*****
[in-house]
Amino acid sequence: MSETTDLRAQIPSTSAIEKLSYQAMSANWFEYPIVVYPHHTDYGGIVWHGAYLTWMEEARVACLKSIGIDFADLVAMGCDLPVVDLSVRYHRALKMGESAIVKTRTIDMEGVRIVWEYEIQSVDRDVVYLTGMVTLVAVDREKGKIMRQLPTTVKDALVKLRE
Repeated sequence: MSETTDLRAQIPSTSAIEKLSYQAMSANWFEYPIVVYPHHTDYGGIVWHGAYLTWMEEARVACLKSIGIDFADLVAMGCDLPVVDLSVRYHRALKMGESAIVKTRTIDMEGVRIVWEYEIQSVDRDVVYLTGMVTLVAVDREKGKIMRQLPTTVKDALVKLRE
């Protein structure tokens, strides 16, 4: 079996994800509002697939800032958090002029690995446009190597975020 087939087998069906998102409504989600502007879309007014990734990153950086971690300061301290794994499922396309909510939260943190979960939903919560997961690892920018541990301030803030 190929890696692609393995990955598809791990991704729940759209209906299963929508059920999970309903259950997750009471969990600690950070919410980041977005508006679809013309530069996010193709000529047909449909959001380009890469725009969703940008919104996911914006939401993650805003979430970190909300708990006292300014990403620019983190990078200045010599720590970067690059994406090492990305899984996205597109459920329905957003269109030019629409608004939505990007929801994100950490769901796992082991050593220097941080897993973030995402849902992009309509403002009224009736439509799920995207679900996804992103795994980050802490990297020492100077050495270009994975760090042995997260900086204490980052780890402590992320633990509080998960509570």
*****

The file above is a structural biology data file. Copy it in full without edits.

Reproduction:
[in-house]
Amino acid sequence: MSETTDLRAQIPSTSAIEKLSYQAMSANWFEYPIVVYPHHTDYGGIVWHGAYLTWMEEARVACLKSIGIDFADLVAMGCDLPVVDLSVRYHRALKMGESAIVKTRTIDMEGVRIVWEYEIQSVDRDVVYLTGMVTLVAVDREKGKIMRQLPTTVKDALVKLRE
Repeated sequence: MSETTDLRAQIPSTSAIEKLSYQAMSANWFEYPIVVYPHHTDYGGIVWHGAYLTWMEEARVACLKSIGIDFADLVAMGCDLPVVDLSVRYHRALKMGESAIVKTRTIDMEGVRIVWEYEIQSVDRDVVYLTGMVTLVAVDREKGKIMRQLPTTVKDALVKLRE
């Protein structure tokens, strides 16, 4: 079996994800509002697939800032958090002029690995446009190597975020 087939087998069906998102409504989600502007879309007014990734990153950086971690300061301290794994499922396309909510939260943190979960939903919560997961690892920018541990301030803030 190929890696692609393995990955598809791990991704729940759209209906299963929508059920999970309903259950997750009471969990600690950070919410980041977005508006679809013309530069996010193709000529047909449909959001380009890469725009969703940008919104996911914006939401993650805003979430970190909300708990006292300014990403620019983190990078200045010599720590970067690059994406090492990305899984996205597109459920329905957003269109030019629409608004939505990007929801994100950490769901796992082991050593220097941080897993973030995402849902992009309509403002009224009736439509799920995207679900996804992103795994980050802490990297020492100077050495270009994975760090042995997260900086204490980052780890402590992320633990509080998960509570």